Ms Karan, 47, announced last month that she intends raising $230m (pounds 153m) in a flotation that is likely to be completed in June. The bulk of the proceeds will be used to retire debt and to enrich both herself and her vice-chairman - who is also her husband - Stephan Weiss.
Ms Karan's last run at the market, in 1993, was sabotaged by company infighting and disagreements over valuation. She finally withdrew the offering in a shower of embarrassing publicity. The whole experience, she reportedly told a friend later, was like "hanging out naked on Seventh Avenue", in a reference to the storied heart of Manhattan's apparel industry.
The omens this time - and the idiosyncratic Ms Karan takes note of such things - seem to be good. Recent months have seen a rush of highly successful fashion and celebrity flotations on the New York Stock Exchange. If Estee Lauder, Gucci and Planet Hollywood can carry it off, why not her?
The Donna Karan brand, meanwhile, is in sterling shape. Since breaking away from Anne Klein to start her own business in 1984, Ms Karan has established herself as a virtual cult figure among women consumers, many of whom have shown willing to spend $1,200 on her jackets and $900 on one of her sleek dresses, designed to be sexy but boardroom-appropriate.
Bolstering her business is the sizzling DKNY line of lower-end goods - from sunglasses to perfumes and children's clothes - and the rapid expansion of her empire in Europe and Asia. Last year, her prospectus says, overall revenues at the firm increased by 21 per cent to $510m while operating income rose 47 per cent to $54m. "Donna Karan's products are on fire," says Alan Millstein, a prominent New York fashion-industry consultant.
But on Wall Street, a few doubts still persist. There is, for one thing, the chronically mercurial nature of the fashion trade. Just now, Donna Karan, like Gucci, is a design house that is nicely on the boil. Body- hugging Karan silhouettes are staring out from Manhattan's billboards and the designer is riding the wave of burgeoning sales of luxury goods. But what if next year, for instance, the critics and the public turn against her?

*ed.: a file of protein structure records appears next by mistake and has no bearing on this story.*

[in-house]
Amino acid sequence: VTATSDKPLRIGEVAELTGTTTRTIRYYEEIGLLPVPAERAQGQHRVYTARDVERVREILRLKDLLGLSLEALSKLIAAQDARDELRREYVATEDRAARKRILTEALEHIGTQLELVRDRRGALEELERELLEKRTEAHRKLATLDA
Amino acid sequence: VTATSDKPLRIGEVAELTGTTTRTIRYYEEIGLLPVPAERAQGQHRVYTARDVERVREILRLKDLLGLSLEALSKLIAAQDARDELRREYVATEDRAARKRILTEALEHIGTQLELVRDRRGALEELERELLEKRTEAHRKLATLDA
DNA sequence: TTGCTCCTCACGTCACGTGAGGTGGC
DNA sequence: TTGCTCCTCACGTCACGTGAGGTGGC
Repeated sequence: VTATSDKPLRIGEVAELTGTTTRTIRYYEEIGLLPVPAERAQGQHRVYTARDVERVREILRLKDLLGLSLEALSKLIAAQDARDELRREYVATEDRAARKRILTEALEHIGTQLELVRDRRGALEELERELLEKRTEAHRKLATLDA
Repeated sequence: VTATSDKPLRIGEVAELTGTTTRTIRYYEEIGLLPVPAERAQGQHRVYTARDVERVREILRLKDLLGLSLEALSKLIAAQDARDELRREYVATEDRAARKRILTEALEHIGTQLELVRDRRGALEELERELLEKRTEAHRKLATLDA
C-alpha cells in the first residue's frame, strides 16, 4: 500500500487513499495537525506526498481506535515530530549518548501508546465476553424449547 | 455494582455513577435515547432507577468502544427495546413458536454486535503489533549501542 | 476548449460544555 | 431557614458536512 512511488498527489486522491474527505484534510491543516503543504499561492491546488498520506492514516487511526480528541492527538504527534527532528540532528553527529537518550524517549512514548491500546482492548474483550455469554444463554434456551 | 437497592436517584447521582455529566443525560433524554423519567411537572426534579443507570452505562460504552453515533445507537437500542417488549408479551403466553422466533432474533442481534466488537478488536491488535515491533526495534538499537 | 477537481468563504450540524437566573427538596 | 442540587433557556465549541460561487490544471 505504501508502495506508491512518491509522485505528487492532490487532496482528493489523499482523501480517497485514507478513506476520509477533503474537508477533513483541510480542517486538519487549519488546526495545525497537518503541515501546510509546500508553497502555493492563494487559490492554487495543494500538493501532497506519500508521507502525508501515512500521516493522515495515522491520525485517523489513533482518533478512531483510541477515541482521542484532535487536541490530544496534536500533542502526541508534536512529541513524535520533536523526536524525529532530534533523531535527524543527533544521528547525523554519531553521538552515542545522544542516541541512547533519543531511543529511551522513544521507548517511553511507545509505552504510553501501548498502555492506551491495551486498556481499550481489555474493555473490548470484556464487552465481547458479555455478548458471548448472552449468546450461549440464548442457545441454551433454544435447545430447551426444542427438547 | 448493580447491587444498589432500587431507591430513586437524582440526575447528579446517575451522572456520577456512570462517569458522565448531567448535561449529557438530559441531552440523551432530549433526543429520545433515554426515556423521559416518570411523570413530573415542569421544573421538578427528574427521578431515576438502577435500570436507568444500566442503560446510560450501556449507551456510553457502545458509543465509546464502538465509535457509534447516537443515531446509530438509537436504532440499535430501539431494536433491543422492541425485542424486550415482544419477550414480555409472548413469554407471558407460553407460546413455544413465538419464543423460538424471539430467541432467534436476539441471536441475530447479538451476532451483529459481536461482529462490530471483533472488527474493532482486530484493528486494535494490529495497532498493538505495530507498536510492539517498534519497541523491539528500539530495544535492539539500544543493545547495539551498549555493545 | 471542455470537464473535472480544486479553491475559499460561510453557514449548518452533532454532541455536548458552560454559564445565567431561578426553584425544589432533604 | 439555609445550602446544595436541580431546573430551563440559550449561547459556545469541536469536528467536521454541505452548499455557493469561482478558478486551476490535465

Nor, in the meantime, is the industry as a whole faring nearly as well. As it happens, Anne Klein, was forced recently to discontinue its designer- collection division because of slumping sales.
And then there is Ms Karan herself. On the one hand, it is her fame that should give the shares an immediate lift when they are finally listed. On the other, however, there are aspects of the Karan persona - such as her distinctly New Age leanings - that might give pause to some investors.
And Ms Karan has hardly been discreet about her philosophies, which she amply laid out in an interview that appeared in the 6 May issue of New York Magazine. The article surfaced in the normally sensitive period between the filing of offering documents with the Securities and Exchange Commission (SEC) and the listing itself.
"The antics of this article obviously serve to deviate from the prospectus reading and shift the whole focus of the IPO process toward hype," David Menlow, president of the New Jersey-based IPO Financial Network group, told the New York Times last week. "There has been an increasing tendency for companies to get write-ups like this during registration, and that may precipitate attention from regulatory agencies."
Whether or not Ms Karan has crossed any legal boundaries, it is also questionable whether the image projected through the interview is altogether in line with what many investors might look for in a model chief executive. She appears on the magazine's cover draped in black velvet. Inside, she expands on reincarnation and the nature of her previous lives.
In not always coherent English, she explains: "I have experienced about seven past lives. I was very much a wanderer though the lands of the Middle East: Egypt, India. I was an artist in Florence. I painted for the Medicis. But I don't remember any sort of recognisable - like a king or a queen, any notable."
Claiming that the interview was conducted some weeks before the IPO papers were filed, Mr Millstein says that Ms Karan was "suckerpunched" by the interviewer. And the investors will come flocking anyway, he suggests. "It is irrelevant. The stock market really doesn't care about such things and there is a fever pitch right now for luxury retailers and high profile designers."Reuse content